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Visual Finite State Machine AI Systems

AI can be tough to write effectively, and the programmer-designer interface tricky to manage, but Gill suggests a method of using finite state machines in Visio to lay out simple enemy behavior, outputting the charts to XML, and then importing the XML into your game as creature AI.

Sunbir Gill, Blogger

November 18, 2004

16 Min Read

Finite State Machines (FSMs) are a simple and efficient method to implement many game features. FSMs are an element of, or can solve in entirety, many of the problems encountered in game programming: AI, input handling, player handling, UI, and progression. They may be diagrammed using a standard diagram format called a directed graph, which is easy to read and understand, even for non-programmers. It is a simple process to convert directed graphs to state tables and vice-versa. It is also easy to optimize an FSM to a minimum set of states.

This article will examine an approach to implementing FSMs such that no programming is necessary to take an FSM diagram from design-time to executing it in-game.

The usefulness of this system is that it saves programmer time. It offsets the work of creating FSMs to a designer. The best areas to use this system are where the savings can be leveraged the most. A repetitious programming task such as state-machine AI is a prime candidate.

A visual state machine system is a solution to designer-created AI problems that I've had in the past. Initially, we used a sequential script system to create AI on our projects. The system required scripting-knowledgeable designers and the AI scripts relied heavily on messaging (partially to compensate for lack of state tracking) which had a negative impact on performance. Our scripted AI ended up being composed of several different scripts. The scripted AI mismanaged its projectiles and spawned child entities that later led to memory and performance issues at the end of the project.

The technique described here was conceived to solve our problems with creating AI for handheld games. State-machines are a simple, effective, and efficient way to model AI on resource-limited platforms, and shorter development schedules make it beneficial to offset the work of creating AI and other game-world entities to designers.

Working the System

The elements of our system begin with Microsoft Visio, which is the front-end GUI that will be used to layout state machine diagrams. The FSM stencil is a document maintained by the programmer and created to define the shapes which designers will be using in their diagrams. Once the FSM has been laid out by a designer, it will be saved as an XML document. This is the final build asset for the game.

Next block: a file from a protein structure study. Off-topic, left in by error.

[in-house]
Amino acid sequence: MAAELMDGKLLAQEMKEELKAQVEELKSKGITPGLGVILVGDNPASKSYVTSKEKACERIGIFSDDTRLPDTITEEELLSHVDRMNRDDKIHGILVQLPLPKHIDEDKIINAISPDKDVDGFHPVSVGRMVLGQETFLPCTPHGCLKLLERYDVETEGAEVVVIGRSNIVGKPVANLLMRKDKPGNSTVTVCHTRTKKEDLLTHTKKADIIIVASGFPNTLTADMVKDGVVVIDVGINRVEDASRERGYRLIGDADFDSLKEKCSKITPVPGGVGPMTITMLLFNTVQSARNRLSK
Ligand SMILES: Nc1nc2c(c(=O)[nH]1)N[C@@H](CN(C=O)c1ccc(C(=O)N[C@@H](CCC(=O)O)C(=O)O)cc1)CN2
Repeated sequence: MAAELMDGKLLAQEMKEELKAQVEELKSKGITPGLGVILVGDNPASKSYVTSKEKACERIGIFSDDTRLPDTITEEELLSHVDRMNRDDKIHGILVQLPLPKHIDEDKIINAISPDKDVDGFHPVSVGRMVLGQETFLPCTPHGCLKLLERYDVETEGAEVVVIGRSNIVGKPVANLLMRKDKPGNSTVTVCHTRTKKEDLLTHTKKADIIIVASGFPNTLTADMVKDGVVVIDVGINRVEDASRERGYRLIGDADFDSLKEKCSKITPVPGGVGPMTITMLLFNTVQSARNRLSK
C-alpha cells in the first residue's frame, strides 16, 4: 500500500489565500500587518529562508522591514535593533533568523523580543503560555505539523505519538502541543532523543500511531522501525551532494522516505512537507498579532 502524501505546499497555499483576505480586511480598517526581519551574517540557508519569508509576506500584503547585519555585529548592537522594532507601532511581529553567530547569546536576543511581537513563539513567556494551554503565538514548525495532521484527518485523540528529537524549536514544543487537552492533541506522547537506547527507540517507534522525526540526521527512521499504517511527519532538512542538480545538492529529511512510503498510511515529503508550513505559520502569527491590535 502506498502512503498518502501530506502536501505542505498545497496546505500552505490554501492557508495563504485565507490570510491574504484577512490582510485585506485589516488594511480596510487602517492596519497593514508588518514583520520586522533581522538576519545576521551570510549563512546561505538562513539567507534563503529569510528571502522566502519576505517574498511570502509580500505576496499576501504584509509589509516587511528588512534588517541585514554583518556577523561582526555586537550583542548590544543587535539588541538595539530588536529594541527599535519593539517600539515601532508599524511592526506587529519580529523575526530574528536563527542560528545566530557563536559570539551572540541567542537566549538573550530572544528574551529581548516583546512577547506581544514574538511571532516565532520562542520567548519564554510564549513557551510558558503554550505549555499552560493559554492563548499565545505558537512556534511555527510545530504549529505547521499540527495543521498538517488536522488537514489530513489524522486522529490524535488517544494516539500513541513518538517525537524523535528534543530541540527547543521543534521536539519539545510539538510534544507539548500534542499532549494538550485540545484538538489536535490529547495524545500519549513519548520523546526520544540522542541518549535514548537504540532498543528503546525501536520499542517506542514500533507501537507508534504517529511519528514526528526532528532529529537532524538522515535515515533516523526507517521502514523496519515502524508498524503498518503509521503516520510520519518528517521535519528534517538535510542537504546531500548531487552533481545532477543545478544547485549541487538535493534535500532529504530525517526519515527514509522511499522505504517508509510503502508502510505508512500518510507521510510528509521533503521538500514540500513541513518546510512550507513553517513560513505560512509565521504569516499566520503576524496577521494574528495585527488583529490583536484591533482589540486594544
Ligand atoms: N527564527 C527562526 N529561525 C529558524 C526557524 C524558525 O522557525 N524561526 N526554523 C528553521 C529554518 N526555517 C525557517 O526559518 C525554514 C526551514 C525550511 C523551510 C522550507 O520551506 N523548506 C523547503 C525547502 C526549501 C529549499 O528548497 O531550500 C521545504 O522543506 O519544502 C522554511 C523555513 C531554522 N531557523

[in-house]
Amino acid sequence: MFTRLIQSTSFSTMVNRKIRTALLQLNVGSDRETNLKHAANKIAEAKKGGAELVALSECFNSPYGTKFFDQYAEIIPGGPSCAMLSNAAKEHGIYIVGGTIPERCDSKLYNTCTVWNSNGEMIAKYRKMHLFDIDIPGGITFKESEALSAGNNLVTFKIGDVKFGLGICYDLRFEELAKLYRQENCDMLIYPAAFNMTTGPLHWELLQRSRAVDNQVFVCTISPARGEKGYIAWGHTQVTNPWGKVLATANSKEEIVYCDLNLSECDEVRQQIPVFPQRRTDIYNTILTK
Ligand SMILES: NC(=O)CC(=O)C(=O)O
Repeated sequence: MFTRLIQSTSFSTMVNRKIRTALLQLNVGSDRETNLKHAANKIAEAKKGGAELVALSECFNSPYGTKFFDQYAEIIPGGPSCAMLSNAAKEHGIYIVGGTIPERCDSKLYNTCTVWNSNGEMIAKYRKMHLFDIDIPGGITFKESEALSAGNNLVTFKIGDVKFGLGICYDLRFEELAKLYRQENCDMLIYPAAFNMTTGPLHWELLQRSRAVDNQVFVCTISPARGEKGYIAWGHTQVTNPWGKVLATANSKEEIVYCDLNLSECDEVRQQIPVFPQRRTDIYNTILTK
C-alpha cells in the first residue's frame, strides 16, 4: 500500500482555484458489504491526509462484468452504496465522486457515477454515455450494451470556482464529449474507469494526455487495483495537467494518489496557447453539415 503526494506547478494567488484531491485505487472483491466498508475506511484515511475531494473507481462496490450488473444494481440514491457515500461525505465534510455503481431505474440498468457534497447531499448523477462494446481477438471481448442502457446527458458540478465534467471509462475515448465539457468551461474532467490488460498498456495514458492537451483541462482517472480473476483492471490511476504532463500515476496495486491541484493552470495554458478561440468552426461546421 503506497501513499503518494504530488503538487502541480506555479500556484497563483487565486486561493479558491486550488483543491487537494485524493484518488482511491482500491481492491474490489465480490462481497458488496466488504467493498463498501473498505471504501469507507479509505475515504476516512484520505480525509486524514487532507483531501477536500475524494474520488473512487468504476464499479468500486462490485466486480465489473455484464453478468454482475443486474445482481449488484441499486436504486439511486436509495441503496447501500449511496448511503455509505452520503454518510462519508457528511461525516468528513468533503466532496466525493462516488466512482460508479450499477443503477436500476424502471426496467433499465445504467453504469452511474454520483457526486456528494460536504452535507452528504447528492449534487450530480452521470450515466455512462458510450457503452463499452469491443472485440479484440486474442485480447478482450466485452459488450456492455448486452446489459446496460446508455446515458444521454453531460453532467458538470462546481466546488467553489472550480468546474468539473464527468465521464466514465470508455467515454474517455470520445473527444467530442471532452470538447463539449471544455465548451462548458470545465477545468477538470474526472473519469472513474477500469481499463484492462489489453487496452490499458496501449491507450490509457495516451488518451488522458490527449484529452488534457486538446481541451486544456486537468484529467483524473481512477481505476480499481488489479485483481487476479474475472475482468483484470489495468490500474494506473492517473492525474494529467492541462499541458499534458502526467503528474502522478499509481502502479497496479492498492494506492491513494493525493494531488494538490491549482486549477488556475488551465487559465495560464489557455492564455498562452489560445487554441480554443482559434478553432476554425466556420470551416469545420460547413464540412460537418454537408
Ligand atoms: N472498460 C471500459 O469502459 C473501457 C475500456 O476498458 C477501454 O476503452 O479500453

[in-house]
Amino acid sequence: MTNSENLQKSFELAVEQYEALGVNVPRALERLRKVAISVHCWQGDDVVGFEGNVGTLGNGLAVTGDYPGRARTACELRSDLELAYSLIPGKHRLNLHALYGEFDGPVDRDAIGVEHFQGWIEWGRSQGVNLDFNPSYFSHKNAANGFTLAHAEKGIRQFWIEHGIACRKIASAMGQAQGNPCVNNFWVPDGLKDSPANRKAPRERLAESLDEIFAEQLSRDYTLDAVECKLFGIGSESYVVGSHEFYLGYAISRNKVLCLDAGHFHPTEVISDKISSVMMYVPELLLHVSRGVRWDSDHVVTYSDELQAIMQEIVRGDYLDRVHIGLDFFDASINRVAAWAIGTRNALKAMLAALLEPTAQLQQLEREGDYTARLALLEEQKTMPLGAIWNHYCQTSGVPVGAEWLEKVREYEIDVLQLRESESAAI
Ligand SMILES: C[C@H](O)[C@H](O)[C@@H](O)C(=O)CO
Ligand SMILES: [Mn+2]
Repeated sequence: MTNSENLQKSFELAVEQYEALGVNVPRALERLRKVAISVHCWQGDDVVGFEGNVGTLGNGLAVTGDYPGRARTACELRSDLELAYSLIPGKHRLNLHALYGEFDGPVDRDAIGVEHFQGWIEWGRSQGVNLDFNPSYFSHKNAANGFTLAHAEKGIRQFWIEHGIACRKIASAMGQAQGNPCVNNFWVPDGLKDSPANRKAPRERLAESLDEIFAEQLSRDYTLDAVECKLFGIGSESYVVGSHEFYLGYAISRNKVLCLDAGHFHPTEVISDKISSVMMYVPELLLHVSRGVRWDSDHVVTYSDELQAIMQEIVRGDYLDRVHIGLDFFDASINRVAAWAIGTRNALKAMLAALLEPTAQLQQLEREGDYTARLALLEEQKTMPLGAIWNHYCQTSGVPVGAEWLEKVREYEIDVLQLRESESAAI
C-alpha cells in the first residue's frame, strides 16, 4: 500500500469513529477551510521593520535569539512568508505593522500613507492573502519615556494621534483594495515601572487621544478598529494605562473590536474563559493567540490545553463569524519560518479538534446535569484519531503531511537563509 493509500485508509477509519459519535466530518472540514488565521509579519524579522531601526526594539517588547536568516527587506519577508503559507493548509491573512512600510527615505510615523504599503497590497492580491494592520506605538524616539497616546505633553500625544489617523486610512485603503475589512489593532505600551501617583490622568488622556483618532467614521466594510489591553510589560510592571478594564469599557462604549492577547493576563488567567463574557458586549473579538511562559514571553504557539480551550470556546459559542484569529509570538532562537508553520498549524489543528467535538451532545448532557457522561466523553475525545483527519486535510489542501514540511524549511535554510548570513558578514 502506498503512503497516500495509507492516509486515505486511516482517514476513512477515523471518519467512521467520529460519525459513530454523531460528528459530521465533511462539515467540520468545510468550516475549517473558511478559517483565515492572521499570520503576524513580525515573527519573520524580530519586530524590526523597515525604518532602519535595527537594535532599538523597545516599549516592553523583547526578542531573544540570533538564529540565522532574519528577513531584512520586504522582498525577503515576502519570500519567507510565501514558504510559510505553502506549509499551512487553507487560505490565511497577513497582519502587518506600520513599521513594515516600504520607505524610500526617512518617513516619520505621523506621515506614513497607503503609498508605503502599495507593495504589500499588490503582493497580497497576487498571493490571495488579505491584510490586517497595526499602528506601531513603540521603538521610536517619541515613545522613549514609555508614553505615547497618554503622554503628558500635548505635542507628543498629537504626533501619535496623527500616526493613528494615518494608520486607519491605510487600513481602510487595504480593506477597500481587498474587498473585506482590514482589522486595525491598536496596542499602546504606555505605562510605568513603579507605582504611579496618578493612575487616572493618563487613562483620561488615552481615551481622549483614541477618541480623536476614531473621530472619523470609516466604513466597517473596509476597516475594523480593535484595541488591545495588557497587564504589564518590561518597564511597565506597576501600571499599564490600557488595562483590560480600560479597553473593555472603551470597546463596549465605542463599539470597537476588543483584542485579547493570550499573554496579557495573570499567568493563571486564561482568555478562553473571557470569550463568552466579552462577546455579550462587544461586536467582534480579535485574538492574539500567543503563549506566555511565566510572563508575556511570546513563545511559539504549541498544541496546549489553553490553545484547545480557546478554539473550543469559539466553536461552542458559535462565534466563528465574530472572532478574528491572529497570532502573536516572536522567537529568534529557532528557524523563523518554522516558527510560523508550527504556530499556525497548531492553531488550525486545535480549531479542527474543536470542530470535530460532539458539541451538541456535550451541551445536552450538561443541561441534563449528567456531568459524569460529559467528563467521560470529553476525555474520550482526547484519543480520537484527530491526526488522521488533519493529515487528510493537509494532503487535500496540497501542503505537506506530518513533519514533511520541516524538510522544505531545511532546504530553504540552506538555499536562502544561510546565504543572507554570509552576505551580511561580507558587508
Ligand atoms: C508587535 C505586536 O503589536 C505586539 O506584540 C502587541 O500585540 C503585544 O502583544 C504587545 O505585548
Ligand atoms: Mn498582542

The real work for the programmers are the tools used to parse and interpret the XML FSM drawing. The first tool is a command-line tool that converts an XML FSM drawing into state table data. Next comes the XML parser, which does most of the command-line tool's work. Finally, the in-game FSM execution class is the code that executes the FSM table data at run-time.

Reference documents and source code described here can be obtained from www.gdmag.com.

The sample AI System presented here describes the data and logic required to implement an AI character that walks back and forth along the x axis, similar to a "Goomba" (commonly referred to as a patroller) in Super Mario Bros.

Visio comes with dozens of templates to create accurate diagrams for many different standards. Users can also create templates, called stencils. Stencils can define the look and attributes of shapes and connectors that together are used to compose diagrams. It makes an ideal user interface for an FSM system and eliminates the need for any custom GUI tools.

Drawings and stencils can be saved or converted to a variety of formats. In this system we maintain stencils and drawings in XML format (*.vsx and *.vdx, respectively).


In this sample AI System implementation, we will define 3 shapes: the state, the initial state, and the transition.

Of noticeable absence is a final state. We handle final states in the system implicitly. Any transition that ends with no state is considered to have entered a final state. Once an AI entity enters a final state it will be removed from the game.

Custom Properties

Each shape can have a set of user modifiable attributes called custom properties. The custom property feature supports several types: strings, integers, booleans, drop-lists, and more. With the exception of the name attribute (a string), we exclusively use drop-lists. The reasoning behind this will be seen when we discuss how the game code maps these attributes to data. For our Goomba system we've defined the custom properties listed in Table 1.

Figure 1 is a screenshot of our Goomba AI in Visio. The patroller walks back and forth between two trigger entities. When it gets hit by the player, it is defeated and enters the final state. The Goomba will hurt the player if they touch it (described by the HitType property; a value that lets the player know how to handle the AI collision data).

XML for Microsoft Visio Schema

Once a Visio stencil and a FSM diagram for the AI have been created, the next stage is to convert the relevant diagram data into a state table. The table should be a 2D array that is an equivalent model of the state machine and is suitable for processing in code.

The Visio XML diagram format is deep and complex. Fortunately, for our purpose of converting the XML to data, we need only concern ourselves with the sub-tree of the structure outlined in Figure 2 and described in Table 2.

By iterating through these tags the tool can obtain all the information required to convert a state-diagram into a state table.

Parsing XML

There are many freely available XML parsing libraries. In our example, we will use Microsoft .Net's C++ library XMLDataDocument class. It acts as a DOM parser that both loads and contains the document. Accessor member functions make the iteration of nodes easy. DOM parsers are not as fast as single-pass SAX parsers, so if your project needs to support many AI constructs, and build-time is a priority, you may want to consider other options.

Table 1: State and Initial State


user-defined string


drop-list with the following options:


drop-list with the following options:



drop-list with the following options:

Table 2: Definitions for Figure 2

... _Masters

This sub-tree contains stencil object information that will be required when generating output data. This information can be very useful in catching human error, i.e. if the incorrect stencil was being used. It can also be used to automatically generate the state definition header file that we present in our sample code.

... _Shape

An instance of a Stencil object. Could either be a state or transition. Has a unique integer attribute named ID.